Health & Wellness

Orthopedic Physical Therapy

5 Important Questions To Ask Your Physical Therapist Before Starting Treatment

Physical Therapy Questions To Ask Before Starting Treatment

If you are starting physical therapy for the first time or someone returning for another round of treatment but trying a different clinic, ask these five crucial questions before you begin treatment. These questions will help you make more educated decisions about your health while avoiding setbacks, wasting time, and insurance benefits. Ask these questions over the phone before your first appointment or during the initial evaluation to ensure your treatment plan is clear and in line with your goals and expectations.


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Question 1: What specialized training do you have to treat my particular condition?

Each physical therapy practice specializes in different types of rehabilitation, and each therapist that works at the practice also has their own specific education and certifications. Make sure to ask your therapist if they treat your condition or symptoms regularly and what credentials they have that will benefit you during recovery. 

The American Board of Physical Therapy Specialties list ten specialties, which is always great to identify to start:

  • Orthopedics
  • Cardiovascular and Pulmonary
  • Clinical Electrophysiology
  • Geriatrics
  • Neurology
  • Oncology
  • Pediatrics
  • Sports
  • Women’s Health
  • Wound Management

On top of that, there are individual certifications and continued education for therapists, such as:

  • DPT– Doctor of Physical Therapy
  • OCS- Orthopedic Certified Specialist
  • MLD- Manual Therapy Certified
  • ATC- Athletic Trainer Certified
  • PAS- Postural Alignment Specialist
  • COMT- Certified Orthopedic Manual Therapist
  • BRM- Barbell Rehab Method
  • BFR- Blood Flow Restriction Training
  • IASTM– Instrument Assisted Soft Tissue Manipulation

And many more.

Question 2: Who will I be working with for each visit? Will it be the same person each time?

Many people run into this problem in as little as a couple of appointments. They have an initial evaluation with a Doctor of Physical Therapy (DPT) and return to their second appointment to find out they will be working with a physical therapy assistant or a physical therapy technician.

Technically, this is ok as long as a licensed DPT is present in the clinic area, but it could lead to some problems with the quality of treatment moving forward. A PTA or PT Tech does not attend the same amount of schooling or have the same experience as a DPT.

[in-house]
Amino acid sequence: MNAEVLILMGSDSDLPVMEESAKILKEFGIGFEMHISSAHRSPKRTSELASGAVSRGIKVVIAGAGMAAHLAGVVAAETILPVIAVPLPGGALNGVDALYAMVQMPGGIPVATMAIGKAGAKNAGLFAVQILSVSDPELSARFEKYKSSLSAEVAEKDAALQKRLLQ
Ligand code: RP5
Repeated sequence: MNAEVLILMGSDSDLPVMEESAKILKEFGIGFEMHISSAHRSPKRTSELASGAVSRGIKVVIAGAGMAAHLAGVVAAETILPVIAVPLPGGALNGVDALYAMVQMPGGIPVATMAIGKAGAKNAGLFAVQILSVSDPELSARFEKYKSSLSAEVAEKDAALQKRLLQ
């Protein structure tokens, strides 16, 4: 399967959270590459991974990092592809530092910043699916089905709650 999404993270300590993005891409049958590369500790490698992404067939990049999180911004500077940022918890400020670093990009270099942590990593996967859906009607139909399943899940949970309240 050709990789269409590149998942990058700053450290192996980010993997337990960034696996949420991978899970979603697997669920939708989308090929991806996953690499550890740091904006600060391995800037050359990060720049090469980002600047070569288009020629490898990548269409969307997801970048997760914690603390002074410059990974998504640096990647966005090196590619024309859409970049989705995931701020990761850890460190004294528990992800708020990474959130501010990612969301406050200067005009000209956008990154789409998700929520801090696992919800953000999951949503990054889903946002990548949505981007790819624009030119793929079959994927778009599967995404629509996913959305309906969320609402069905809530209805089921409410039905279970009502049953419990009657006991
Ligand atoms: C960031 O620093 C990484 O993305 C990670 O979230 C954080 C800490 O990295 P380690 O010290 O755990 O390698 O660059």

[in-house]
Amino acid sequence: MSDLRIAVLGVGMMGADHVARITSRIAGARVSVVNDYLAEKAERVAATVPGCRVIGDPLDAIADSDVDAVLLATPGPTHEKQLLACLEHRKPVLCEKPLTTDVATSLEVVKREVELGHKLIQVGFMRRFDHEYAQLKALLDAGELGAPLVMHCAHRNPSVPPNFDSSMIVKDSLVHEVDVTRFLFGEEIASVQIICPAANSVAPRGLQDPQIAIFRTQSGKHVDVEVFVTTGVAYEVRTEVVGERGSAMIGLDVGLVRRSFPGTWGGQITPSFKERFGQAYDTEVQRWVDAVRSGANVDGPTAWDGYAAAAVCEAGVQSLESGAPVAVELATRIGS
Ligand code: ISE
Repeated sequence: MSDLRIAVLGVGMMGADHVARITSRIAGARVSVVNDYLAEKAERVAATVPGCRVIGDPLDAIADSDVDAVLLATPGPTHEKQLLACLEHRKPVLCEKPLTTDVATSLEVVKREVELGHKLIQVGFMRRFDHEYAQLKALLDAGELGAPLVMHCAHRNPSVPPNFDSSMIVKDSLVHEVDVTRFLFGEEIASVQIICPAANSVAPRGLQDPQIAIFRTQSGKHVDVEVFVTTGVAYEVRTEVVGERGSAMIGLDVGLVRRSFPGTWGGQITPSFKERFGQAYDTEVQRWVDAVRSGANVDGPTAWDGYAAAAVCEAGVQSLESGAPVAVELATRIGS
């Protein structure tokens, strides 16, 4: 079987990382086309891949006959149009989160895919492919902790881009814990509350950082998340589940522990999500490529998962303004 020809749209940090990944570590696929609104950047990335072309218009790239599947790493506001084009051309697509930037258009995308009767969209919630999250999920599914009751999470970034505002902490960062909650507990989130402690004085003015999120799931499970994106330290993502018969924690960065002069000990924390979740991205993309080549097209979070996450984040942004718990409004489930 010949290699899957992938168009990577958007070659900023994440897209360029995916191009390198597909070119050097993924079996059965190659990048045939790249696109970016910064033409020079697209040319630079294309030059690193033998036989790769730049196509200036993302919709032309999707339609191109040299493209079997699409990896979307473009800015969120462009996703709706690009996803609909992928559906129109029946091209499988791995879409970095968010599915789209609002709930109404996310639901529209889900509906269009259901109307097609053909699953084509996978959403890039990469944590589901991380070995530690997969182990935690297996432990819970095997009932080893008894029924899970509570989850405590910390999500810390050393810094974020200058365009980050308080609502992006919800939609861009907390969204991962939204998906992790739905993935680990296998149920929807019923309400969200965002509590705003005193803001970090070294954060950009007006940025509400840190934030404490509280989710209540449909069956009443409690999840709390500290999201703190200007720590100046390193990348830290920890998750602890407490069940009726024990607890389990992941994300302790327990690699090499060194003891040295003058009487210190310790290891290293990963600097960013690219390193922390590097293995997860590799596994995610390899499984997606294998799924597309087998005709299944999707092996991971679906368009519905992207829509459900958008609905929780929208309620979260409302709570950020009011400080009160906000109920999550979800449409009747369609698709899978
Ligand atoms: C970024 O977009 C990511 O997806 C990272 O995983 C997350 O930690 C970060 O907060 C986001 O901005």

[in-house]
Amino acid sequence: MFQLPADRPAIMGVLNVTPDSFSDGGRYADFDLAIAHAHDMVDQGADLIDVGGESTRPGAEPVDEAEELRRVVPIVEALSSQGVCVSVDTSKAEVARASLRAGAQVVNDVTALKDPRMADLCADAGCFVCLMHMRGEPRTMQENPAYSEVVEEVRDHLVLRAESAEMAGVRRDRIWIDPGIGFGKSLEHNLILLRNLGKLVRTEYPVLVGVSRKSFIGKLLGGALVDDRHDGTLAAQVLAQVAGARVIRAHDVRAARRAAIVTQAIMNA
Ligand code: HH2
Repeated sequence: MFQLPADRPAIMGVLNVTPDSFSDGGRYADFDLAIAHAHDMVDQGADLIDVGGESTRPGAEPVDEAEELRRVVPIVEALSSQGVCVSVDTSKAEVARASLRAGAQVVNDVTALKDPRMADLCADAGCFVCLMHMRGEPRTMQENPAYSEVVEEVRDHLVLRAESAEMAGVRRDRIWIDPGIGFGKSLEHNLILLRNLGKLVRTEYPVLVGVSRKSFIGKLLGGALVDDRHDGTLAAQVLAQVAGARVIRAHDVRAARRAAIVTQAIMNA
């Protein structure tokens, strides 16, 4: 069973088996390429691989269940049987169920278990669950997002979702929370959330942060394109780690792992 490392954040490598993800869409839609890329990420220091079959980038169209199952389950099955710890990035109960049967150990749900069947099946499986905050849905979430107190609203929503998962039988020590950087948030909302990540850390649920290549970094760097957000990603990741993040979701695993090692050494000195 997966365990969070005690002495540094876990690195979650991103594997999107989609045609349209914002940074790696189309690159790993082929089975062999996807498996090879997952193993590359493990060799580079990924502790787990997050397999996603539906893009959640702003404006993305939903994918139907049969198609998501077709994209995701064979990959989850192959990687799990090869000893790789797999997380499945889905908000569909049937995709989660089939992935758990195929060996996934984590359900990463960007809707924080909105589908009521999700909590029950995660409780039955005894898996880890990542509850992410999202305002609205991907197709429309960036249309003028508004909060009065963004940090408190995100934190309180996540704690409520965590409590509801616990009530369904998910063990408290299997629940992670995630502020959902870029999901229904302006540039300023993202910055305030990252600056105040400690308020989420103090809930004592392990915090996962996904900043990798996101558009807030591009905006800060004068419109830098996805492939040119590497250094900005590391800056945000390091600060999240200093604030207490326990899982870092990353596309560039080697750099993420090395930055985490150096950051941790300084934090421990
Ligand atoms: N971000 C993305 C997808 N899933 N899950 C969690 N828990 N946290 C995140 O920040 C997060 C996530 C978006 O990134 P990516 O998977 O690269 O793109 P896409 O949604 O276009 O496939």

If you or someone from your family is a fall risk, has new questions at each appointment, or requires special attention, it may be best to find who you will be working with each time. 

At Balanced Physical Therapy, all of our patients get treated by a licensed and certified Doctor of Physical Therapy. We believe this is the best way to provide the safest, most effective care for everyone. Patients experience different symptoms and feel better or worse daily. With Dr. Robert Litzenburg and Dr. Tori Gasperoni working individually with each patient for all appointments, they can adjust treatments quickly, provide timely and accurate education, and notify primary care doctors when necessary.

Mt. Clemens Physical Therapy

Question 3: How much time will I get with my physical therapist? How much time will I spend with an assistant, tech, or aid?

A great follow-up question to question number two is to find out the specific details of how much time you spend with each person. Confirm exactly what your treatment will look like if you are getting treatment from a physical therapy clinic that splits up your treatment time between a doctor, the assistant, and/or aid.

Sometimes certain therapy places will have the DPT or PTA perform manual skills at the beginning or end of treatment and exercises under the supervision of a tech/aid/or assistant.

Question 4: How long will each physical therapy appointment be? And how long will I be attending physical therapy?

These two questions for your physical therapist will give you a better idea of how long your recovery process will take. While an exact time may be difficult for any healthcare professional to provide for new patients, you can still gain valuable insight, even if it’s a general estimate.

Appointment times vary from clinic to clinic and typically range from 30 minutes to 45 minutes, up to an hour. At Balanced Physical Therapy, we always say time is valuable and something to consider seriously (which is why we treat every patient for 1 hour). From the surface, patients can flat out get more done in an hour than they can in 30 minutes, allowing them to progress better and/or more quickly. Other patients recover a little slower and can’t rush through an entire treatment program like others, which is another reason more time should be allowed.

Question 5: What will I do at each appointment with my therapist?

Each patient is different and requires specific treatments more than others. Knowing what you will be doing at a physical therapy session for the first week, month, and months after is crucial.

Pain management, strength, flexibility, mobility, biomechanics, and sports-specific exercises are a few possible things to work on during an appointment. Ask this question to make sure what you are doing is safe, will contribute to better outcomes, and help you achieve your long-term goals.